|Thursday, May 23, 2013|
Digging for Gold: How to Find College Scholarships
According to College Board estimates, the annual cost of attending a public four-year college (including tuition, room, board, transportation, books, and other expenses) is $12,841 if you're a resident and $19,188 if you're an out-of-state student. Private four-year schools average about $27,600 annually. The College Board is a national, nonprofit membership association in New York that informs students about college opportunities.
These numbers may be daunting, but there is money out there to help you pay for school. In fact, there are an estimated 750,000 scholarships available for qualified students, a total of $1.2 billion.
If you want to get your hand in that pot of gold, start looking early. Rough odds are one in 25 for receiving a scholarship of some kind. That means if you want enough scholarship money to put you through college, you need to know where and when to look, and how to apply.
Types of scholarships
"The word 'scholarship' is primarily used to refer to gift aid, or aid that does not need to be repaid," says Mark Kantrowitz, publisher of FinAid.org, a financial aid resource.
There are three major scholarship sources, according to Kantrowitz: government (federal and state), colleges and universities, and the private sector. Government scholarships consist of money that comes directly from the government. Universities award university scholarships to accepted applicants. And companies, organizations, or individuals award private sector scholarships.
Another common scholarship distinction is that of need- vs. merit-based. "The primary criterion for need-based scholarships is financial need," says Kantrowitz. The majority of need-based aid comes from the government. In fact, almost 40% of college undergraduates classified as needy receive government money in the form of Pell Grants. The average size of a government scholarship is $2,001.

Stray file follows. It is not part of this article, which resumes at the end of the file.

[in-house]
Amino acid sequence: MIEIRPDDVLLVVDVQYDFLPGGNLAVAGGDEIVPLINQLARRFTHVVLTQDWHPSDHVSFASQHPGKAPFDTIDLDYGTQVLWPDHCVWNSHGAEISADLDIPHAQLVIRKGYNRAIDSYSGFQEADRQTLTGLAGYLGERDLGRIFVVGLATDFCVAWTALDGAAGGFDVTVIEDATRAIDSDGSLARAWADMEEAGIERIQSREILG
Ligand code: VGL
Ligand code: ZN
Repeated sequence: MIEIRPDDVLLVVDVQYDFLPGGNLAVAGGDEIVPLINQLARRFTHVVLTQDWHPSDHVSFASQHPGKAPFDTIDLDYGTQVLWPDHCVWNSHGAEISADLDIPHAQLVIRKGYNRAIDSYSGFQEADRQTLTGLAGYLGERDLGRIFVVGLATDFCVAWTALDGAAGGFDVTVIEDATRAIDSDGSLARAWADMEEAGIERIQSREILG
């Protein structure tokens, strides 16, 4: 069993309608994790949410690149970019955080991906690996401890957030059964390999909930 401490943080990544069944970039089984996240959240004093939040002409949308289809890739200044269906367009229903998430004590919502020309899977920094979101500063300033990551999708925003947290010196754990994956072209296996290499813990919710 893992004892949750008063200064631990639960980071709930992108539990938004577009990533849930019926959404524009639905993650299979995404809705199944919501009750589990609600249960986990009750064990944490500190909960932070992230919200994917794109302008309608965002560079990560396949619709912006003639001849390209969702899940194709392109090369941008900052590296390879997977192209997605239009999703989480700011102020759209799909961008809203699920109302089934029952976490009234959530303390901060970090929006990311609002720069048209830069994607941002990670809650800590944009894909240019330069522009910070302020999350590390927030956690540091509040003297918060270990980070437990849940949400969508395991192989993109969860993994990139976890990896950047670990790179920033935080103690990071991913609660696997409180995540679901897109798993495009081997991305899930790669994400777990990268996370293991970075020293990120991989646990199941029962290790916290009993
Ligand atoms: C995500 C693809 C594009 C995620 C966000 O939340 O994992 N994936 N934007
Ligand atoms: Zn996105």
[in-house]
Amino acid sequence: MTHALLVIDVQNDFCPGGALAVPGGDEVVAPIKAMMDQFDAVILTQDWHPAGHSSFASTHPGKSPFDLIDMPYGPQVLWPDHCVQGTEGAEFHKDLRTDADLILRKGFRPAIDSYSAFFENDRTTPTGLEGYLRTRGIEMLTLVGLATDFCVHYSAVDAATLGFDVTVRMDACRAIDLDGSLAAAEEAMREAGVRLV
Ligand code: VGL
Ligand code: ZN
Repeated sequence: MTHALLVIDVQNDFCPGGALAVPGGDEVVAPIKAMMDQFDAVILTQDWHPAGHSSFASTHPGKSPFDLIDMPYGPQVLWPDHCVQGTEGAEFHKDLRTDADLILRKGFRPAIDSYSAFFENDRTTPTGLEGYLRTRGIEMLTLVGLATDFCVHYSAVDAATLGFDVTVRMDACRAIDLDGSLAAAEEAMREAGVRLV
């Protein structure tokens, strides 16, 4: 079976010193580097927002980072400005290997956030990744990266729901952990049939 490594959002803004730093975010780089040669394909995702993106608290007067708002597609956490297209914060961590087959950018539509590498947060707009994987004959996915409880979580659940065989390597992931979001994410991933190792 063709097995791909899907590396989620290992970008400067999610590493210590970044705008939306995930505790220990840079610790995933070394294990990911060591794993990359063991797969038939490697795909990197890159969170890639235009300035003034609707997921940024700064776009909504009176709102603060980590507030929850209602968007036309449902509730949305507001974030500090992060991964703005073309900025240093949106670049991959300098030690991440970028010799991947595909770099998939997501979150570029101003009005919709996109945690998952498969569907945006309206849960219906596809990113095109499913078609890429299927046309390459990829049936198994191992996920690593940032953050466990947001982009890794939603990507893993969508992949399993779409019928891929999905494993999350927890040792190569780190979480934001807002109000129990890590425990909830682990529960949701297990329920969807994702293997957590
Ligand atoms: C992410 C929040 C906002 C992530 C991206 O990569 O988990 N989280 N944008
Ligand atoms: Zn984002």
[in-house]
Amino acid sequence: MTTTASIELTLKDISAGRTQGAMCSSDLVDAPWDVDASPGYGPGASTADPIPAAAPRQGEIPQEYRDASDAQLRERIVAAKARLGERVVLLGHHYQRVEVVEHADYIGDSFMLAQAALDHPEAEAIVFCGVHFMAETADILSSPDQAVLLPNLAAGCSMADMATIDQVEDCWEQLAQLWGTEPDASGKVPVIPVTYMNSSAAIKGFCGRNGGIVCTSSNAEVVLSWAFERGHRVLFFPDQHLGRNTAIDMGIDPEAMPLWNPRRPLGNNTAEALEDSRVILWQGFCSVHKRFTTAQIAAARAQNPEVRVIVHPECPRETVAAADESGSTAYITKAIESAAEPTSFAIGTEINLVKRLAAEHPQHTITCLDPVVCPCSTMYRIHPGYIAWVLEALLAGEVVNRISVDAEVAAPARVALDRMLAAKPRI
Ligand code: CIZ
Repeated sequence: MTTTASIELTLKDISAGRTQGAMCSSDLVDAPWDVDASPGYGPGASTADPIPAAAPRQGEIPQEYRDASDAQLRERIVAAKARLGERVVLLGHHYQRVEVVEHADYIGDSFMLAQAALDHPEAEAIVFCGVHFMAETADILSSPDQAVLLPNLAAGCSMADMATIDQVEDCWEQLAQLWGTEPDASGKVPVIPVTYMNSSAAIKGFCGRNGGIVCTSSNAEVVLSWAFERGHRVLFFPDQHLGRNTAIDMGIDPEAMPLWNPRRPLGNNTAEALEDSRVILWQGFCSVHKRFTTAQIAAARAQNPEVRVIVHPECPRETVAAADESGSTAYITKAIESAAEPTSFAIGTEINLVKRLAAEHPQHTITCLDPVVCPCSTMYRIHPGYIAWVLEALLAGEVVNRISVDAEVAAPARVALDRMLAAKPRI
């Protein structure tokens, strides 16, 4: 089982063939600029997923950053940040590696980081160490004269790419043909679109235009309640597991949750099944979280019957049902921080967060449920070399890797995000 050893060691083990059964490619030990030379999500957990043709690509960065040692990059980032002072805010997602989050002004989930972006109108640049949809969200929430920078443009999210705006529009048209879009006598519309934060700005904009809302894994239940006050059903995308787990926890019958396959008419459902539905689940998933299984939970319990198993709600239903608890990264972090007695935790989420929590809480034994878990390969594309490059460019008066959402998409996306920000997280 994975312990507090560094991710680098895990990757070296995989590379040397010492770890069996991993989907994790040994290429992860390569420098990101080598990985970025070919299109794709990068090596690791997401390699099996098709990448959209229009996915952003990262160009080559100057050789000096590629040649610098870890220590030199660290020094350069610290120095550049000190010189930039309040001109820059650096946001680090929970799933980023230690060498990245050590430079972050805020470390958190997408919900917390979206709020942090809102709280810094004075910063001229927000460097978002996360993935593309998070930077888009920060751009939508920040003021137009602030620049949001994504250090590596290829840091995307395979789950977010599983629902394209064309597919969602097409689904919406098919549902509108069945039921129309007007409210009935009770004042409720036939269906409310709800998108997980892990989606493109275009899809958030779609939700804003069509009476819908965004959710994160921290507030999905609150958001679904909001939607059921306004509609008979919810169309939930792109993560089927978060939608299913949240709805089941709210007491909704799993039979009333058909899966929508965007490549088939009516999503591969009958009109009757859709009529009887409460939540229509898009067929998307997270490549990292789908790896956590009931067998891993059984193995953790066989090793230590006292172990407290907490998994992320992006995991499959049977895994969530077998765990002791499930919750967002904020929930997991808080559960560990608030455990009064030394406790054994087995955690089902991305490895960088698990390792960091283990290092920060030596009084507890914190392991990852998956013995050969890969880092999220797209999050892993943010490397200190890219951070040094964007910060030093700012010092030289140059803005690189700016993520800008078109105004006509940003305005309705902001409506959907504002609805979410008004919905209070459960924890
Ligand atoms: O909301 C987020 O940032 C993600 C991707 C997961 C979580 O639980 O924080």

Merit-based scholarships--which generally are private sector scholarships--have nonfinancial criteria, such as academic, artistic, and athletic merit, according to Kantrowitz. The average size of a private scholarship is $2,051. Only 6.9% of college students receive a private scholarship.
Many scholarships have deadlines as early as August or September.
Where to find free money
Thanks to the Internet, finding money for college is easier than ever. In fact, free scholarship databases provide information about thousands of scholarships. Some even allow you to create a personal profile and generate a search that will find the scholarships you're best qualified for.
One such database, FastWeb, lists about 600,000 scholarships.
If you use online databases, try to use more than one. You will find a lot of overlap, but some scholarships may be unique to each Web site.
Furthermore, if you use the personal profile search option, be as specific as possible. For example, if your choice of major is "marine biology," put that, not "biology" or "science." The more specific you are, the better the scholarships found will fit you, and the better your chances of receiving money.
And remember, never pay fees to obtain access to a scholarship Web site or database.
If you aren't quite so tech-savvy, the public library has plenty of books containing scholarship information. But be wary of any scholarship listing that is three or more years old, as award programs change from year to year. You also can ask a school guidance counselor or a financial aid officer at a university you're interested in.
Tips to help you cash in
Remember: The early bird gets the worm. Although you usually cannot apply until your junior or senior year in high school, some experts suggest that high-school freshmen should be looking for scholarship opportunities. By doing this, you can identify the scholarships you would most like to win and then take classes or get involved in activities that will help you win that particular award. But, Kantrowitz warns, only pursue something you are passionate about. Don't take a subject you aren't interested in just to win a scholarship.
And remember, many scholarships have deadlines as early as August or September, so don't wait until January of your senior year to start applying.
Furthermore, be persistent. The typical high-school student should be eligible to apply for 30 to 40 different scholarships. The more scholarships you apply for, the higher your chances are of being awarded money. However, advises Kantrowitz, don't apply for a scholarship for which you don't qualify. It's a waste of time.
Rough odds are one in 25 for receiving a scholarship of some kind.
Finally, think small. The big money scholarships also are the most competitive, with thousands of students applying for one award. In addition to applying for a big award, consider applying for smaller awards offered by local businesses, organizations, or religious venues. These often are easier to obtain.
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